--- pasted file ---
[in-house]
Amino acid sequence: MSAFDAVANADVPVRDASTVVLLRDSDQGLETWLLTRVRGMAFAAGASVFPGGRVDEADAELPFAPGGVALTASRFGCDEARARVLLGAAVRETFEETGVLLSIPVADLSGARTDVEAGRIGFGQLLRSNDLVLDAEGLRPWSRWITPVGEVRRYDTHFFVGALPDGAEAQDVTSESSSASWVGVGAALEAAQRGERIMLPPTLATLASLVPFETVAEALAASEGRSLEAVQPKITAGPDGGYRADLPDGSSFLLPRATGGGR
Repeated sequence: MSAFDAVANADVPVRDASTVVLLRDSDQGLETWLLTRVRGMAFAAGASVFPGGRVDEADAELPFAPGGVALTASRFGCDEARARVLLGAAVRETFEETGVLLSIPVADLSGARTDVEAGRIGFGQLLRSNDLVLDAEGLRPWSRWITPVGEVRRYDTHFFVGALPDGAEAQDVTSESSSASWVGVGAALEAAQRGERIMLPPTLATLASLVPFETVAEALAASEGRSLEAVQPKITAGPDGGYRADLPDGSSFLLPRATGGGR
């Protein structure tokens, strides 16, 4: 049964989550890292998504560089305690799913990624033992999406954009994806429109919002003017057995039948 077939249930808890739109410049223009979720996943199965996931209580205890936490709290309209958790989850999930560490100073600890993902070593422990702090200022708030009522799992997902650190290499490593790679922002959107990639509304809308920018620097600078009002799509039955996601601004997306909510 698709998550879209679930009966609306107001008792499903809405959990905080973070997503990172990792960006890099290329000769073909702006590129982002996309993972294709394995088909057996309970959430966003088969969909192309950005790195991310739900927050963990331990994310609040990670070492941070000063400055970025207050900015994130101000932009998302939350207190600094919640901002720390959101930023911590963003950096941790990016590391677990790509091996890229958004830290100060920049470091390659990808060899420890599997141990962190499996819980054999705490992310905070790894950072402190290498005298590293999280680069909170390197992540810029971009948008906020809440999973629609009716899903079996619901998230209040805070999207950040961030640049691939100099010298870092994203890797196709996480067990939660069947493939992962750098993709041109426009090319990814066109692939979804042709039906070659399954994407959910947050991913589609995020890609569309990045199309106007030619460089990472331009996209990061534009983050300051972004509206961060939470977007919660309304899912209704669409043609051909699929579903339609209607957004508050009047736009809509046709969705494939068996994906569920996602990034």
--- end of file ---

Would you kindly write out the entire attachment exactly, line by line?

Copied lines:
[in-house]
Amino acid sequence: MSAFDAVANADVPVRDASTVVLLRDSDQGLETWLLTRVRGMAFAAGASVFPGGRVDEADAELPFAPGGVALTASRFGCDEARARVLLGAAVRETFEETGVLLSIPVADLSGARTDVEAGRIGFGQLLRSNDLVLDAEGLRPWSRWITPVGEVRRYDTHFFVGALPDGAEAQDVTSESSSASWVGVGAALEAAQRGERIMLPPTLATLASLVPFETVAEALAASEGRSLEAVQPKITAGPDGGYRADLPDGSSFLLPRATGGGR
Repeated sequence: MSAFDAVANADVPVRDASTVVLLRDSDQGLETWLLTRVRGMAFAAGASVFPGGRVDEADAELPFAPGGVALTASRFGCDEARARVLLGAAVRETFEETGVLLSIPVADLSGARTDVEAGRIGFGQLLRSNDLVLDAEGLRPWSRWITPVGEVRRYDTHFFVGALPDGAEAQDVTSESSSASWVGVGAALEAAQRGERIMLPPTLATLASLVPFETVAEALAASEGRSLEAVQPKITAGPDGGYRADLPDGSSFLLPRATGGGR
């Protein structure tokens, strides 16, 4: 049964989550890292998504560089305690799913990624033992999406954009994806429109919002003017057995039948 077939249930808890739109410049223009979720996943199965996931209580205890936490709290309209958790989850999930560490100073600890993902070593422990702090200022708030009522799992997902650190290499490593790679922002959107990639509304809308920018620097600078009002799509039955996601601004997306909510 698709998550879209679930009966609306107001008792499903809405959990905080973070997503990172990792960006890099290329000769073909702006590129982002996309993972294709394995088909057996309970959430966003088969969909192309950005790195991310739900927050963990331990994310609040990670070492941070000063400055970025207050900015994130101000932009998302939350207190600094919640901002720390959101930023911590963003950096941790990016590391677990790509091996890229958004830290100060920049470091390659990808060899420890599997141990962190499996819980054999705490992310905070790894950072402190290498005298590293999280680069909170390197992540810029971009948008906020809440999973629609009716899903079996619901998230209040805070999207950040961030640049691939100099010298870092994203890797196709996480067990939660069947493939992962750098993709041109426009090319990814066109692939979804042709039906070659399954994407959910947050991913589609995020890609569309990045199309106007030619460089990472331009996209990061534009983050300051972004509206961060939470977007919660309304899912209704669409043609051909699929579903339609209607957004508050009047736009809509046709969705494939068996994906569920996602990034």